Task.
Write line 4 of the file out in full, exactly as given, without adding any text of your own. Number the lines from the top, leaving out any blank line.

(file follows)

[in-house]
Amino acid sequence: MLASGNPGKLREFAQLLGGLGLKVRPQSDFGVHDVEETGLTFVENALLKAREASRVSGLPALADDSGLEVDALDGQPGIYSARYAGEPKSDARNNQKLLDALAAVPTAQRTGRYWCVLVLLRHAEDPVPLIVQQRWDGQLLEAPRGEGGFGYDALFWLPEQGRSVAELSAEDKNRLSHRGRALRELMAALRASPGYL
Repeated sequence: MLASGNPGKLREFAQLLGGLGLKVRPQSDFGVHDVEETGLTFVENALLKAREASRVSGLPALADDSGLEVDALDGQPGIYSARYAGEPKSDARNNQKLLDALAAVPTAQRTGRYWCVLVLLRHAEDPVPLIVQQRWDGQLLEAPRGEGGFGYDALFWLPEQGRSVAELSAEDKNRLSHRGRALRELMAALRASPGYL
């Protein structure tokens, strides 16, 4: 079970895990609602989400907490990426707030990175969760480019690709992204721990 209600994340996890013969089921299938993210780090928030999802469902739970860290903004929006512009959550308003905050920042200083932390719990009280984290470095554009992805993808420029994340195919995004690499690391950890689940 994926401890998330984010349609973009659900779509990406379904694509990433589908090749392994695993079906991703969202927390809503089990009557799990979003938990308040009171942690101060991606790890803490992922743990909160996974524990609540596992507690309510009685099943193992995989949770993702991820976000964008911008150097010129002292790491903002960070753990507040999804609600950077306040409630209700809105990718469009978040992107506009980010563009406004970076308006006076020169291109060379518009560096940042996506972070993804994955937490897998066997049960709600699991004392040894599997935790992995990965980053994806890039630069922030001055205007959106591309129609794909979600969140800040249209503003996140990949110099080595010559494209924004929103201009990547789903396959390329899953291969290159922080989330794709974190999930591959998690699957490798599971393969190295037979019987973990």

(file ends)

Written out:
């Protein structure tokens, strides 16, 4: 079970895990609602989400907490990426707030990175969760480019690709992204721990 209600994340996890013969089921299938993210780090928030999802469902739970860290903004929006512009959550308003905050920042200083932390719990009280984290470095554009992805993808420029994340195919995004690499690391950890689940 994926401890998330984010349609973009659900779509990406379904694509990433589908090749392994695993079906991703969202927390809503089990009557799990979003938990308040009171942690101060991606790890803490992922743990909160996974524990609540596992507690309510009685099943193992995989949770993702991820976000964008911008150097010129002292790491903002960070753990507040999804609600950077306040409630209700809105990718469009978040992107506009980010563009406004970076308006006076020169291109060379518009560096940042996506972070993804994955937490897998066997049960709600699991004392040894599997935790992995990965980053994806890039630069922030001055205007959106591309129609794909979600969140800040249209503003996140990949110099080595010559494209924004929103201009990547789903396959390329899953291969290159922080989330794709974190999930591959998690699957490798599971393969190295037979019987973990």